|Aug-16-09|| ||hellopolgar: nice win, black under estimated the old warrior and got served.|
|Aug-17-09|| ||An Englishman: Good Evening: Korchnoi is like an old Great White Shark--no matter how many teeth he's lost, there's always another row to take their place.|
|Aug-17-09|| ||Ulhumbrus: 12...exd4 concedes an advantage in space to White as well as a backward d6 pawn. It has worked in the past because of all the combinatorial distractions which have prevented White from organizing an attack on Black's backward d6 pawn, as Bronstein explains in his famous book on the Zurich 1953 tournament. However Black has needed to retain his KB for this purpose. 13...Ndc5? looks like a very serious positional mistake, relinquishing Black's KB and with it Black's ability to employ combinations to devalue White's advantages. 13...Ne5 preserves Black's KB, and is very likely the right move.|
17...Qb4 may be the last mistake. On 17...Be6 White can't take the d6 pawn because after 18 Qxd6?? Rad8 supports the move ....Nd3 attacking White's pinned R on f2.
After 17...Qb4 18 Nxc5 dxc5 White enjoys an unopposed King side pawn majority as in the game Petrosian vs Larsen, 1960 , one of the games which P H Clarke has included in his book on Petrosian.
|Aug-17-09|| ||diagonal: Victor took his revenge on Williams!
The now 78 years-old fox came to the Howard Staunton Memorial 2009 as the reigning Swiss Champion (Korchnoi won this title just a couple of weeks ago, and is believed to be the oldest player ever to win a national championship), but apparentely lost in the mentioned Championship, played as an Open (swiss system) against GM Simon Williams.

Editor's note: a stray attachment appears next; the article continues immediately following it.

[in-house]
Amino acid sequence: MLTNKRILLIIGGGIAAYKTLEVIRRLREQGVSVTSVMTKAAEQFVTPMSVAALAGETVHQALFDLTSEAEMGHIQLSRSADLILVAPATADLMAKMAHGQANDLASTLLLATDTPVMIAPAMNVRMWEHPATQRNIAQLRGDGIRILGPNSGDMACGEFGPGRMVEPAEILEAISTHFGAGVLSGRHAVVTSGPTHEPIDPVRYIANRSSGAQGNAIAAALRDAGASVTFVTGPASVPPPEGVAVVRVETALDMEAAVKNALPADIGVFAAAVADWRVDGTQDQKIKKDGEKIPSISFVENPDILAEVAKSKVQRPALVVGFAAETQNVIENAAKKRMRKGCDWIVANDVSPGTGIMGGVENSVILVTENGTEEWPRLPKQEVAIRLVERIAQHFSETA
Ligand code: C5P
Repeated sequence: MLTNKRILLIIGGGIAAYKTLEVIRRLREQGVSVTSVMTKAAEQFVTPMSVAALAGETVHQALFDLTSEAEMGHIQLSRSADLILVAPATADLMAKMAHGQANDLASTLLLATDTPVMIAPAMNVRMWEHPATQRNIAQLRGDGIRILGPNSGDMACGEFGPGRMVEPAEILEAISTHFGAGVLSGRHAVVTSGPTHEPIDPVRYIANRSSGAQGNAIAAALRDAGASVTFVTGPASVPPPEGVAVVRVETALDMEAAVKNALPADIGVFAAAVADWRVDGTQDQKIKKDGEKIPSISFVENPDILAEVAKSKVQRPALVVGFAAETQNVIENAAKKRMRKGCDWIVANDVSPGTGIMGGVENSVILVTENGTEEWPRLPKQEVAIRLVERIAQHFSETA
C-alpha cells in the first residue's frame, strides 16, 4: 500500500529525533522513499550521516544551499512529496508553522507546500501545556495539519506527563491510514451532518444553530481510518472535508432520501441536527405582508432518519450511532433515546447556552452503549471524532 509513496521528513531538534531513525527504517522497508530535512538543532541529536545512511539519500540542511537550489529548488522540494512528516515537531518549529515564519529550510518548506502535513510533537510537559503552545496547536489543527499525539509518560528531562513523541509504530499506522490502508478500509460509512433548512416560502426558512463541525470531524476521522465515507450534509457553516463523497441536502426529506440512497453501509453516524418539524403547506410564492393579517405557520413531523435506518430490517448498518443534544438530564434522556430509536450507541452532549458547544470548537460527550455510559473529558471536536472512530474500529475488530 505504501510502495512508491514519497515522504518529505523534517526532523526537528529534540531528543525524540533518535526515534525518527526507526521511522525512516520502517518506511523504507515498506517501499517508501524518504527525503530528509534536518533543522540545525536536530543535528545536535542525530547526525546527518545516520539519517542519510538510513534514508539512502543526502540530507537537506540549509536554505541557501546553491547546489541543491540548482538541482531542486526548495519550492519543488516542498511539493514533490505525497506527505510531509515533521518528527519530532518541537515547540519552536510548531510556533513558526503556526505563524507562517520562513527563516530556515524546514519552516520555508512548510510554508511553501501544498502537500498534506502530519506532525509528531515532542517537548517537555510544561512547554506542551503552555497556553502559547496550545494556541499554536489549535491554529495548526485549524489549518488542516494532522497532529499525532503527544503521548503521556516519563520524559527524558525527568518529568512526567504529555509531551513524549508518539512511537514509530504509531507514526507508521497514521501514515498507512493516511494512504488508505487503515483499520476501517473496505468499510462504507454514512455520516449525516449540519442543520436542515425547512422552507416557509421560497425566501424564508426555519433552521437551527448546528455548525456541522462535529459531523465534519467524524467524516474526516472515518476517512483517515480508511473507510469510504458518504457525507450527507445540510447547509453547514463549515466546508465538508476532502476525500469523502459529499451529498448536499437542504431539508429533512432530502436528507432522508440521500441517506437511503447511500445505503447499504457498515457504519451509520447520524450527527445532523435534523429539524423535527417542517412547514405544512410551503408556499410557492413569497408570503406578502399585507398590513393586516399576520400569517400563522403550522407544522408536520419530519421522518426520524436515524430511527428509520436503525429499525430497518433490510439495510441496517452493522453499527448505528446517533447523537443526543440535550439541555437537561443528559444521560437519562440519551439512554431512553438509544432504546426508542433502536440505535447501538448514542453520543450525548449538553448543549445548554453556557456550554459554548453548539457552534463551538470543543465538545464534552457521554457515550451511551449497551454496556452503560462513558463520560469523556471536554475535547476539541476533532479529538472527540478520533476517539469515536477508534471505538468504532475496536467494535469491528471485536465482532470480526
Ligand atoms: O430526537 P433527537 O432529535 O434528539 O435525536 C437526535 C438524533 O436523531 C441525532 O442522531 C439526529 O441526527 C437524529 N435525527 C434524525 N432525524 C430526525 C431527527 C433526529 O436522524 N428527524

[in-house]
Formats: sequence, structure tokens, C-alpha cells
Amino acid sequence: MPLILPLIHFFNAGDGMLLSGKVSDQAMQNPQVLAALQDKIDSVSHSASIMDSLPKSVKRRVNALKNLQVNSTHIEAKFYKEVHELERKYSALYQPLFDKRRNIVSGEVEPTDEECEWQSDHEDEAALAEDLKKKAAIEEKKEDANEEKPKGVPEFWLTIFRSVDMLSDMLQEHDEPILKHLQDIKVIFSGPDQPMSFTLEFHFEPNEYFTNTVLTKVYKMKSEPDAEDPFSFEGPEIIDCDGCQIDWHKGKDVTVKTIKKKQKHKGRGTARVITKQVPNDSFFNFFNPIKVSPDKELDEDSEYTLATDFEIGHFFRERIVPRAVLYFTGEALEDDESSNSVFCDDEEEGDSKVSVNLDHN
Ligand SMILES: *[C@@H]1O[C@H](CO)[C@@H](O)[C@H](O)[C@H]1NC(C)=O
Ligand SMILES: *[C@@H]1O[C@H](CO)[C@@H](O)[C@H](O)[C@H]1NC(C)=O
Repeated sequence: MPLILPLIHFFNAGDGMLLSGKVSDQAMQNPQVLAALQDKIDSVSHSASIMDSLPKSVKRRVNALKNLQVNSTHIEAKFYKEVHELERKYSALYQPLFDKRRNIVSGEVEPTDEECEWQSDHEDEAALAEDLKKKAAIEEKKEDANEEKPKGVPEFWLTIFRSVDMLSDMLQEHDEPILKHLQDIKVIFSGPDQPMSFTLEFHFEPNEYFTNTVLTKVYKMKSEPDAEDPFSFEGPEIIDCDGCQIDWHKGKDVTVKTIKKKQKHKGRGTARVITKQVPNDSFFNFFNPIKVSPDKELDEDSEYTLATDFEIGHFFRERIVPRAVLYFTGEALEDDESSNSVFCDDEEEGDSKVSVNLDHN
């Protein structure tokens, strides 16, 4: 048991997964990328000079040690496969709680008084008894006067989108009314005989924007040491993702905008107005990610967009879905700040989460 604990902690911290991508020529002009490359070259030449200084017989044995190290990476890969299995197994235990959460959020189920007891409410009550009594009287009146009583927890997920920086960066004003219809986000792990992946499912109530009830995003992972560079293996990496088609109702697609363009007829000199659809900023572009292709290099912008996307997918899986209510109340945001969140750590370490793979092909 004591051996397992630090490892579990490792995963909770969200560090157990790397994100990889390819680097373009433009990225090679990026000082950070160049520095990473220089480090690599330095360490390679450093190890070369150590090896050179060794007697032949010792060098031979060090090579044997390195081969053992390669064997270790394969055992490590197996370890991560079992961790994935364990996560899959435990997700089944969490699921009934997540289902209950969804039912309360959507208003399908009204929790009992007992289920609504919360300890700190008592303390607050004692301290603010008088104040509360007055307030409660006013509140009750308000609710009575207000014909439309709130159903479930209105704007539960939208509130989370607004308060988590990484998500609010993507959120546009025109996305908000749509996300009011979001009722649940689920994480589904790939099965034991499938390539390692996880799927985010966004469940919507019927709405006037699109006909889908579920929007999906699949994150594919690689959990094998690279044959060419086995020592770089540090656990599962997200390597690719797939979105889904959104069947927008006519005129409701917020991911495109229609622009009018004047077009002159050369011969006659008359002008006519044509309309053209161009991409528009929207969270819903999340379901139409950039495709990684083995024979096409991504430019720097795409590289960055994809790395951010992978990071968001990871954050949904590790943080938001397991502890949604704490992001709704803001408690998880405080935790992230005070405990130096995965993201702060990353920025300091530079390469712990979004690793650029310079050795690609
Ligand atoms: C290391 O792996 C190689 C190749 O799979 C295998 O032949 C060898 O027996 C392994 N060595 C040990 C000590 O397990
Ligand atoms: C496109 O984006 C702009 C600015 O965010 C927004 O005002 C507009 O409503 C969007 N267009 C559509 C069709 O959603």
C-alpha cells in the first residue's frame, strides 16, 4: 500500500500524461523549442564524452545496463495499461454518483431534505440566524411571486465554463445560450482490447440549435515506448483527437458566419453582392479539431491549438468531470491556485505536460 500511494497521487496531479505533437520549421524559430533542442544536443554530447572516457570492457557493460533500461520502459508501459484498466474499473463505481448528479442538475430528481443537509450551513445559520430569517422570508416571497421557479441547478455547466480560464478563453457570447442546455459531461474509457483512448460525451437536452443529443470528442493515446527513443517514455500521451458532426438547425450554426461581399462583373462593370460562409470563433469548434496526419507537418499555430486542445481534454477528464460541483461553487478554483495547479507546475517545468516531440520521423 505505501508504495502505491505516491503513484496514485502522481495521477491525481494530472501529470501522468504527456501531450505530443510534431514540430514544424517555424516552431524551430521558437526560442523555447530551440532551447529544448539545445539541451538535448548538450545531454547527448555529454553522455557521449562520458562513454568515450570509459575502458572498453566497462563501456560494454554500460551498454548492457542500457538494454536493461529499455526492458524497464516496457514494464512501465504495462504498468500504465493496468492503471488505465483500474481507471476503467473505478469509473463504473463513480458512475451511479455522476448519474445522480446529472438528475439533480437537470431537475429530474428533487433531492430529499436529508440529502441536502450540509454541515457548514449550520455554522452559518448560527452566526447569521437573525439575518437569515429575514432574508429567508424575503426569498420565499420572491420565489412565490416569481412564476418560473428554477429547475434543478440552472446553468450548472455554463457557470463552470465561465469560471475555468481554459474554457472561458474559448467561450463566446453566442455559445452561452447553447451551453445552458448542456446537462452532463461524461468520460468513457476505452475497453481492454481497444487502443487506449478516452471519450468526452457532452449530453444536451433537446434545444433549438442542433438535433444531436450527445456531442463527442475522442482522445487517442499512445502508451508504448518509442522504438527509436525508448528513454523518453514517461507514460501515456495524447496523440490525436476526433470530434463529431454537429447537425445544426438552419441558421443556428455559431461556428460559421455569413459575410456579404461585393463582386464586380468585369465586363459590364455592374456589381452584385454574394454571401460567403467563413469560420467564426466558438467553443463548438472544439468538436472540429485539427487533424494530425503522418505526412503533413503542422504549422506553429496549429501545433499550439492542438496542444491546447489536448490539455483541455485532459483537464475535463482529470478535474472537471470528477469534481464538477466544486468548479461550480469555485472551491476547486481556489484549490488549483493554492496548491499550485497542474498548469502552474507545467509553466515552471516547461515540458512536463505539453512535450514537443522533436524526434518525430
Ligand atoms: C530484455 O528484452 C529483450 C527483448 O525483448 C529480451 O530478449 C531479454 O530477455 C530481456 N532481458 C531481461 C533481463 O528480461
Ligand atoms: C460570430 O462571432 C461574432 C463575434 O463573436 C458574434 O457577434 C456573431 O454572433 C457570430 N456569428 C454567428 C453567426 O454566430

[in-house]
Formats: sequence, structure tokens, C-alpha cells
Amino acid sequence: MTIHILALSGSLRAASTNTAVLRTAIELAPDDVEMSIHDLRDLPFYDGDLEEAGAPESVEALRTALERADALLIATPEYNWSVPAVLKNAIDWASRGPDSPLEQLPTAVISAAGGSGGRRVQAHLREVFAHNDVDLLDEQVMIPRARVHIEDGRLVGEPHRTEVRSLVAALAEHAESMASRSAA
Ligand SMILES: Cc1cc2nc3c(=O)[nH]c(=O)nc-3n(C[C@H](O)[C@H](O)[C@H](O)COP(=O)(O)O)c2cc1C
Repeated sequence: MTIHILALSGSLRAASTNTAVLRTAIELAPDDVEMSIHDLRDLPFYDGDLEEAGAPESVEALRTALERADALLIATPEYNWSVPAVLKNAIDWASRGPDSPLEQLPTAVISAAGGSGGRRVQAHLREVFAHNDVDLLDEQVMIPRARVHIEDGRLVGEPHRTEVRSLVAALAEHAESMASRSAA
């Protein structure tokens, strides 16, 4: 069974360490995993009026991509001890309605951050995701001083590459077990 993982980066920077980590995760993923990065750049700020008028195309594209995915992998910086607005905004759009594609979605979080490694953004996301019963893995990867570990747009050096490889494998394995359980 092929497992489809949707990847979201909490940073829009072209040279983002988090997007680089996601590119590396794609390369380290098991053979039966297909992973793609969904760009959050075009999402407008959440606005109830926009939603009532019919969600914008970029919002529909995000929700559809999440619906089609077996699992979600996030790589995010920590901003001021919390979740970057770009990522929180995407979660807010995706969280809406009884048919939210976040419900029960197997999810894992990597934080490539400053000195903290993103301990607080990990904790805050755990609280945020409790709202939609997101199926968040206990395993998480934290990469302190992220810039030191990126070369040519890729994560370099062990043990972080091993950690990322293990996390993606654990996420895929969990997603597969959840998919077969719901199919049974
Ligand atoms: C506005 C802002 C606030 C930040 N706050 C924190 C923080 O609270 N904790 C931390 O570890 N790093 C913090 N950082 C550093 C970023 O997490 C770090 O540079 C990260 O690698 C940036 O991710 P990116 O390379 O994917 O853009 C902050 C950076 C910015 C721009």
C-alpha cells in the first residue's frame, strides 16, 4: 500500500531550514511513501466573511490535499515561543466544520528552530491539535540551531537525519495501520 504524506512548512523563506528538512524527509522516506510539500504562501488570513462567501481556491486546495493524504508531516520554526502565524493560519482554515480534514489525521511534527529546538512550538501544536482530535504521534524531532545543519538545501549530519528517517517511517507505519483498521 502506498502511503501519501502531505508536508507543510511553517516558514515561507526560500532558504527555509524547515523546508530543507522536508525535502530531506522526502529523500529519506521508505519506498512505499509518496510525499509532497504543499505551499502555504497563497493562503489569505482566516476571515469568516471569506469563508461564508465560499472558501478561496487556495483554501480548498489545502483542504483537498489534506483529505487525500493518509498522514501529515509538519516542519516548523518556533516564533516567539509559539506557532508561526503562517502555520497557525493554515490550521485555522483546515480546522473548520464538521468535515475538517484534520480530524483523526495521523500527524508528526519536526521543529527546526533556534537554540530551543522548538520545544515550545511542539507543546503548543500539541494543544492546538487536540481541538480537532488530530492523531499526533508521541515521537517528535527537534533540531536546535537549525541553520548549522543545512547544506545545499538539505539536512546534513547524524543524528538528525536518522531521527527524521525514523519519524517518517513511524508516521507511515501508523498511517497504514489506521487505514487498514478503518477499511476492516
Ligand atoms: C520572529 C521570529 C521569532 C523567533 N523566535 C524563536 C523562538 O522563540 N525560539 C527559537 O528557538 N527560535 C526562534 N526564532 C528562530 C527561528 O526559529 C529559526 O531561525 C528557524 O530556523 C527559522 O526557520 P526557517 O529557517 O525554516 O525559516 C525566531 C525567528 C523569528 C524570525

Williams defeated Korchnoi in that event in a sharp King's Indian Defence, so, pretty sure, Korchnoi now was burning with ambitions of revenge......
|Aug-19-09|| ||areknames: Great victory by Korchnoi, who beats a GM almost 50 (!!) years his junior with a magnificient display of resilience. Very solid play coupled with some nice tactics.|
|Aug-19-09|| ||euripides: <13...Ndc5? looks like a very serious positional mistake, relinquishing Black's KB and with it Black's ability to employ combinations to devalue White's advantages.> Black is aiming to saddle White with a bad bishop and he does achieve good black-square control. I would have thought Black was better at move 23, though it's true that the kingside pawn advance is a threat and the position is very sharp. One line that illustrates Black's play, though there are doubtless improvements, is 23...Qb6 24.f4 Nb4 25.f5(Bb1 Nd3) Nxc2 26.Rxc2 Qxb3 27.f6 Kf8.|
|Sep-14-09|| ||Jimfromprovidence: Move 44 for white is the LA Times puzzle for September 13th. Too bad it was overlooked, because it is a sparkling play.|
click for larger view
44 f6+! wins right away.
Now, if either 44…Kg8 or Kh8, then 45 Rf5! If 44…Kf8, 45 Qf2!
|Sep-14-09|| ||sfeuler: <Jimfromprovidence> Help me out here, after 44.f6+ 45.Kf8 Qf2 then 46.Qd6 - How does White continue?|
|Sep-14-09|| ||Jimfromprovidence: <sfeuler> <Help me out here, after 44.f6+ 45.Kf8 Qf2 then 46.Qd6 - How does White continue?>|
After 44 f6+ Kf8 45 Qf2 Qd6, he continues with 46 Rc8+. 46...Rd8 is forced, then another cool move follows, 47 Qc5.
click for larger view
47...Kf8 is forced, (because if 47... Qxc5, then 48 Rxd8#. If 47...Rxc8, then 48 Qxc8+, with mate next move). Now, 48 Qxd6 is decisive.
click for larger view
|Sep-15-09|| ||sfeuler: Thanks <Jimfromprovidence>, I completely missed 47.Qc5! Was looking to try to get a check in at e6 to spoil Whites plans!|
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